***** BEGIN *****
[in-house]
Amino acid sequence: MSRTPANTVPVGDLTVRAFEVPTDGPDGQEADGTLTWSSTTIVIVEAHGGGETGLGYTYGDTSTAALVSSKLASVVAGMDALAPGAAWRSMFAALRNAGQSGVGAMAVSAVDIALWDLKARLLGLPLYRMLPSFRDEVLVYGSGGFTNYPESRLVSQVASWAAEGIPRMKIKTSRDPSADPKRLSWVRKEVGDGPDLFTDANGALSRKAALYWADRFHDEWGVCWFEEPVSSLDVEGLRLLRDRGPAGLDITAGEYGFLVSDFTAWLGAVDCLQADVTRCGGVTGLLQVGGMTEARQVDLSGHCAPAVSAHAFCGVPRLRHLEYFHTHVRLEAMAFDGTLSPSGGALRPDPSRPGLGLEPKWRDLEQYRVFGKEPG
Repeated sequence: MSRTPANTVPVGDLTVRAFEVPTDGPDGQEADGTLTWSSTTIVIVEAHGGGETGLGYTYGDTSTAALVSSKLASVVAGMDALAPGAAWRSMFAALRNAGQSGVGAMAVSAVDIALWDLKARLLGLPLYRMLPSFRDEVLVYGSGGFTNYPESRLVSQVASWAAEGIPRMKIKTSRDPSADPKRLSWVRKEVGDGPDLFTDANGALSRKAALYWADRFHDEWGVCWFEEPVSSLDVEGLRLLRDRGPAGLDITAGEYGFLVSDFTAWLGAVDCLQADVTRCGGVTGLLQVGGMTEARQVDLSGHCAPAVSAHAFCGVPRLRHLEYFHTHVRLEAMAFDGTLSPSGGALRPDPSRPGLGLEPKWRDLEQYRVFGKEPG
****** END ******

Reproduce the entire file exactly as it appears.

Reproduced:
[in-house]
Amino acid sequence: MSRTPANTVPVGDLTVRAFEVPTDGPDGQEADGTLTWSSTTIVIVEAHGGGETGLGYTYGDTSTAALVSSKLASVVAGMDALAPGAAWRSMFAALRNAGQSGVGAMAVSAVDIALWDLKARLLGLPLYRMLPSFRDEVLVYGSGGFTNYPESRLVSQVASWAAEGIPRMKIKTSRDPSADPKRLSWVRKEVGDGPDLFTDANGALSRKAALYWADRFHDEWGVCWFEEPVSSLDVEGLRLLRDRGPAGLDITAGEYGFLVSDFTAWLGAVDCLQADVTRCGGVTGLLQVGGMTEARQVDLSGHCAPAVSAHAFCGVPRLRHLEYFHTHVRLEAMAFDGTLSPSGGALRPDPSRPGLGLEPKWRDLEQYRVFGKEPG
Repeated sequence: MSRTPANTVPVGDLTVRAFEVPTDGPDGQEADGTLTWSSTTIVIVEAHGGGETGLGYTYGDTSTAALVSSKLASVVAGMDALAPGAAWRSMFAALRNAGQSGVGAMAVSAVDIALWDLKARLLGLPLYRMLPSFRDEVLVYGSGGFTNYPESRLVSQVASWAAEGIPRMKIKTSRDPSADPKRLSWVRKEVGDGPDLFTDANGALSRKAALYWADRFHDEWGVCWFEEPVSSLDVEGLRLLRDRGPAGLDITAGEYGFLVSDFTAWLGAVDCLQADVTRCGGVTGLLQVGGMTEARQVDLSGHCAPAVSAHAFCGVPRLRHLEYFHTHVRLEAMAFDGTLSPSGGALRPDPSRPGLGLEPKWRDLEQYRVFGKEPG